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Thursday, 23 September 1999
Page: 10376

Mr HOCKEY (Financial Services and Regulation) (12:46 PM) —May I take this opportunity to thank the erudite member for Corangamite for his always well-researched and thoughtful speech. I also take this opportunity to note in the House that the member for Corangamite has certainly been one of the most impressive members I have gotten to know in the parliament. He is always very thoughtful about individual issues that are to be dealt with, particularly in relation to financial matters. I not only enjoy our friendship and our thought-provoking discussions but really do appreciate, and have learned from, his never quenchable thirst for more information and for the logic behind individual issues. Perhaps that is why he is one of the leading thinkers in the parliament. I think the people of Corangamite are very well served by his endeavours.

As the member for Corangamite pointed out, the Wallis reforms are indeed the blueprint reforms that are now being used in some of the biggest markets in the world as the path-breaking, path-finding process for global financial services and prudential regulation change.

It is a little disappointing—and I know that he is better than this—that the member for Wills moves this guffaw as an amendment, talking about administration, transparency and consultations involving the levies. The fundamental point is that financial institutions in Australia have never had a better arrangement for prudential supervision. They no longer have half a billion dollars a year tied up in non-callable deposits. Even in the path-breaking reforms of the United Kingdom, which have adopted the Wallis report as the blueprint, there is still a requirement of financial institutions to keep a certain level of deposits with the FSA or an authorised body. It might be the Bank of England. There is still a requirement that they keep a certain level of capital—I think from memory it is about five per cent—with the government.

In our case, we have said to the financial services industry in Australia, `Take back your non-callable deposits and you will pay a maximum per individual operating entity of $1 million for the prudential supervision of APRA and the contribution to ASIC for consumer activities, and also the ATO.' That is a great deal for Australian deposit taking institutions. It is a great deal because on the one hand they have significant benefit from the revocation of non-callable deposits, at some cost to the government, but on the other hand, in the interests of appropriate supervision, it is fair. There is no other major jurisdiction in the world that does not have a similar regime to that of the UK where there is a form of non-callable deposit for a certain amount of assets that need to be lodged with the government.

In our case we have said no, prudential supervision is separate to the requirements of lodging capital with the government. Therefore we have a much fairer system and, indeed, one that is certainly working quite well. I do accept the concerns of international banks and some of the building societies and people involved in the transition of the most recent Wallis reforms from 1 July this year that they may be paying an unfair level of levy. In some cases there are entities that are not paying enough and, on the other hand, there are entities that are paying too much.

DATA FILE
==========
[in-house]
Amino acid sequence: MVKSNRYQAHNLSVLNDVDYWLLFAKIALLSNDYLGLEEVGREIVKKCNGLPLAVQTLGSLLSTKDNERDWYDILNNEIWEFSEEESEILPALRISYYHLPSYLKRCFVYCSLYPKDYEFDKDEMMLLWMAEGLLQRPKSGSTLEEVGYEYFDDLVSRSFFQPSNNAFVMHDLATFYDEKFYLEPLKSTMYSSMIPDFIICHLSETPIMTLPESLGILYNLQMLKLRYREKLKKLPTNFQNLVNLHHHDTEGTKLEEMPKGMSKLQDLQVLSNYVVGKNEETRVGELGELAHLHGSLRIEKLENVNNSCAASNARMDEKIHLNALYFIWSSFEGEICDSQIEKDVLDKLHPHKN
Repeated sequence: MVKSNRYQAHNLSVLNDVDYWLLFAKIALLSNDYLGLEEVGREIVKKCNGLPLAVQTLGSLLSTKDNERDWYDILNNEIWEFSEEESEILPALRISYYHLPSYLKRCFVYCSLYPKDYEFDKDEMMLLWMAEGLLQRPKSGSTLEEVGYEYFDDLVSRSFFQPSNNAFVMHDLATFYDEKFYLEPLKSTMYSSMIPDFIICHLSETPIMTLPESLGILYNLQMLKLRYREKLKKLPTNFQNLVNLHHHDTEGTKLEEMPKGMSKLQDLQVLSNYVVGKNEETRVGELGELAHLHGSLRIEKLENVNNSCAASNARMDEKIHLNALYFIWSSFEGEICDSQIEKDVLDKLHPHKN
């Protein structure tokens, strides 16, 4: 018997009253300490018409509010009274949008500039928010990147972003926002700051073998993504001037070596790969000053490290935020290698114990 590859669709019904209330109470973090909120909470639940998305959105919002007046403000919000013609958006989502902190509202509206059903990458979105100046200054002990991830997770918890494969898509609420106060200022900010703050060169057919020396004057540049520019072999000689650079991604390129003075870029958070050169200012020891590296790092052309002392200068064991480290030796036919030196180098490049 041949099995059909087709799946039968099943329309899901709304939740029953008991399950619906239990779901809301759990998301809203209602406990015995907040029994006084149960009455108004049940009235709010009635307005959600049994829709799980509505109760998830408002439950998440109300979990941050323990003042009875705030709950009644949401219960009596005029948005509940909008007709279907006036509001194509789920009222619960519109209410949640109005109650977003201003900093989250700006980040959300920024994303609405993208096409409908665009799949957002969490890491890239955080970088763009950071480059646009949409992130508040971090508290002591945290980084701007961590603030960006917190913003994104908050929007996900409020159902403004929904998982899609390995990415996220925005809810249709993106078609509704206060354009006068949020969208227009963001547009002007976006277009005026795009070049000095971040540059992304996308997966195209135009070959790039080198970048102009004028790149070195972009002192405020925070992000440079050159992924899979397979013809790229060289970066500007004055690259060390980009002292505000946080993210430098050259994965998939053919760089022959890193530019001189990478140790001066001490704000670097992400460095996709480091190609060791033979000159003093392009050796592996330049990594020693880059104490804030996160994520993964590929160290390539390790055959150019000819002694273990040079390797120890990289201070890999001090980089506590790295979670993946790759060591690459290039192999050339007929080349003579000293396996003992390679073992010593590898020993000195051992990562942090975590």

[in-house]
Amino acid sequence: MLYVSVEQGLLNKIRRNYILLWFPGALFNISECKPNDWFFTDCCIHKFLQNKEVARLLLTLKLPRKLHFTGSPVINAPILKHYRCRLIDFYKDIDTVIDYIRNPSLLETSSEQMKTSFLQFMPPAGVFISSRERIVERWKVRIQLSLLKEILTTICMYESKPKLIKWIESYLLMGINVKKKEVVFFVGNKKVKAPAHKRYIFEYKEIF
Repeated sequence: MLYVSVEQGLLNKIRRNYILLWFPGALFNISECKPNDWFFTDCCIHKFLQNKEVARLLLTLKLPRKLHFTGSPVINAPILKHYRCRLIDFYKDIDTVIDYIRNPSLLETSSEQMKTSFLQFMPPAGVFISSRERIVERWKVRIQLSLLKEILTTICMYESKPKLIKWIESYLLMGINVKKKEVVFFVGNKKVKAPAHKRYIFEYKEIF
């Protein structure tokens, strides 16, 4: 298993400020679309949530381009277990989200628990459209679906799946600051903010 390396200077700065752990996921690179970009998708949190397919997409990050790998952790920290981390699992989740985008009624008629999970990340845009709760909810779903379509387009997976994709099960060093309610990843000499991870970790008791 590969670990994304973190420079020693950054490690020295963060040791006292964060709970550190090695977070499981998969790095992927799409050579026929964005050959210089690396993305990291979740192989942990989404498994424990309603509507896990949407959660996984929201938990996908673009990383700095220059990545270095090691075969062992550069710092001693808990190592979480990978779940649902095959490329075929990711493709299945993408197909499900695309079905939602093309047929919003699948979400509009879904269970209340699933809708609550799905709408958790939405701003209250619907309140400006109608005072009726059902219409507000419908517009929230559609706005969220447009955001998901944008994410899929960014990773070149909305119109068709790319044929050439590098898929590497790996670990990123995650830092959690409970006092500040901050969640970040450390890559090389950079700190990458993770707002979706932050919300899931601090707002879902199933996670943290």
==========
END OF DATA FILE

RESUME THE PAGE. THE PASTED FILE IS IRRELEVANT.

I accept that, and that is why I announced a review of APRA levies some weeks ago. That review is being undertaken with a couple of initiatives in mind. The first one is to put in place a fairer system for the application of levies and the second one is to consider the concerns expressed, particularly by international banks about the level of levy that they are required to pay and, in particular, where, for example, one international financial institution might be operating three different arms. It might have a retail bank, it might have an insurance company and it might have an investment bank. Accordingly, depending on its size, it could be paying $3 million in APRA levies compared with far larger financial institutions such as the four major retail banks which operate as one entity with different operating arms and, therefore, pay only a maximum of $1 million. So that is part of the brief of the review, and we will be making some comments about that in the not too distant future.

On that basis, I commend the bill to the House. I reject outright the proposed amendment put forward by the member for Wills. I urge him not to move everything that is put in front of him by his staff or the staff of Senator Conroy. It would be much wiser for him to read amendments before he moves them in this House and consider their ramifications and therefore avoid embarrassing himself and the opposition with what can only be described as `fluff in print'.

Amendment negatived.

Original question resolved in the affirmative.

Bill read a second time.